By Janet Peters
Standing on the edge of the precipice in front of my parent’s home in Malibu, I could see clear to the horizon, Catalina and even the nude beach below. Bathers stripped of their clothing while parading their flesh before the world. At times, I would catch my Uncle Keith among them. Then I’d bellow out his name, in which he’d gaze up at me with eyes narrow and intense. His hands cupping over his penis. Never did he look relaxed, even when I’d peer down at him, and not call out his name. Still my Uncle lay nervously on a towel covered in cool, breezy palm fronds, as he twisted and turned and looked for someone to talk to.
But how did it make me feel? For, I always perceived myself as being a tolerant person-accepting all life styles, even though I didn’t always agree with them. Somehow his anxiety percolated up to me standing close to the edge; a contagion seemed to have taken place. I had caught-maybe through osmosis-my Uncle’s anxiety. Everywhere, I began to look, people and places suffused with negativity began to effect my peace of mind. Since we’re composed of light and energy, we do give off both positive and negative energies. As a consequence, I began gauging the environments I found myself in. Not always in control of the situation, I’ve tried to place myself in friendly, light-filled areas where I don’t feel stressed.
Stress although is a natural part of living like the ebb and flow of the sea; some days the water can be roiling, while other days calmness prevails. Sometimes, we look myopically at situations, and not look at the whole picture. Holistic thinking, viewing the entire picture, can make an appreciable difference in our lives. Standing back like I stood on the precipice and gazed out at sea-to see the whole perspective, both the tranquil and turbulent seas.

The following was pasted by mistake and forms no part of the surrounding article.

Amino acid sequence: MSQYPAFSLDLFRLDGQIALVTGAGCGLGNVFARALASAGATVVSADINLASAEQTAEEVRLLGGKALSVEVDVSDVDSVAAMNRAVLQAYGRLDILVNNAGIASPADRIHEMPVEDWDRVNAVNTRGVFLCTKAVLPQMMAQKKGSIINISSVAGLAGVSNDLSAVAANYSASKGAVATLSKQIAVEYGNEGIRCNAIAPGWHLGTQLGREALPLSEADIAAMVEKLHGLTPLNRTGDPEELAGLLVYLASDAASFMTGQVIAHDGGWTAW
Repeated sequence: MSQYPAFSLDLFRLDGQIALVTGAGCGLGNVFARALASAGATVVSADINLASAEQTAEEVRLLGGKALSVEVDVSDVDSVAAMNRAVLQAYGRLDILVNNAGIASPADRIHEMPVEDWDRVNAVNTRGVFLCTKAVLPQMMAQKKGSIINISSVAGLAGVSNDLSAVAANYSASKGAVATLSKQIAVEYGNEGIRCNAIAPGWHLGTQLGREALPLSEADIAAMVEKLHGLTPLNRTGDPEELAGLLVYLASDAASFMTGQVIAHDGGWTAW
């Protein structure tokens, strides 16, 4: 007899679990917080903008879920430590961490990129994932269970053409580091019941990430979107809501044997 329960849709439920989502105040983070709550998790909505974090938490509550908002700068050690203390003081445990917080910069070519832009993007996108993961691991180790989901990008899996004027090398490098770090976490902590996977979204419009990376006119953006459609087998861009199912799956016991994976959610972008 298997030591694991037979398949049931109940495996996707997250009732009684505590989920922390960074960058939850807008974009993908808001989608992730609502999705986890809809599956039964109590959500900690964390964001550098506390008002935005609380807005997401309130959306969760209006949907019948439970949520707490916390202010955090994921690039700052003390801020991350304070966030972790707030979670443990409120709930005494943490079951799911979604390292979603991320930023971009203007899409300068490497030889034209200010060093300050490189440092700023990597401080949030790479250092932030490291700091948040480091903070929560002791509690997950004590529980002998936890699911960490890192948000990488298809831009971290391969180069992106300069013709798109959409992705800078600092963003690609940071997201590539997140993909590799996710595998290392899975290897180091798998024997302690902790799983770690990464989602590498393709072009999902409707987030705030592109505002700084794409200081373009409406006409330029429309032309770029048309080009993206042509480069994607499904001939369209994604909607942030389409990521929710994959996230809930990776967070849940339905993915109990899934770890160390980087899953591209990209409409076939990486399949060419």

Everyday I awaken with a 10 minute exercise on my yoga mat. Laying flat I lift each leg to my chest, then both of them. Crunches and lifting my butt off the mat helps to loosen up my joints, plus laying on each side while lifting my bent leg up and back down. Finally, I get into a cat pose and stretch out about 12 times, then hold the position with my head held high. Then I swoop my body up into a triangle with both hand on the mat (upside down), holding the position to the count of 20. Forcing extra blood to my head is energizing for the brain. It’s amazing how this simple exercise, practiced daily relieves areas of my body that use to hurt. Now I walk up and down stairs effortlessly.
As my body became less stressed, my mind did, also. Another morning ritual is to pray and meditate-devoting 15 minutes only. After praying, I breathe deeply through my nostrils and exhale through my mouth 20 times. Then I visualize myself in an elevator going down 20 floors to the basement where I’ve created a room for myself. Decorating it just for me where I can stay and be comfortable, while creating each day how I’ll live. Planning in my mind what I’ll accomplish during the day, how I’ll interact with people while maintaining calm and in the present tense. What a difference structuring my day makes in my life, for at the end of the day I feel more relaxed, accomplished, happy and at peace with my world.
Art can be another vehicle for relieving stress. I love to paint, play around with colors, perspective and genre. Some people enjoy doing Zentangles-drawing different shapes and filling them in with patterns, or coloring in an adult coloring book using colored pencils. Letting the mind play for a period of time opens up areas where we can think more effectively during the day.
None of us have to marinate in stress-we can escape its hold on us by utilizing strategies which can shake us out of that tingly, nervous feeling which can drive us crazy. Motivation is required, putting into practice these easy daily rituals which can liberate us from stress filled days. The consequence is more peace of mind, a healthier body and savoring each day-the hour, the minute, each second of life.
Remember that our life began with a breath, and will end with a breath. But it’s the very breath, the present tense which connects us to the NOW.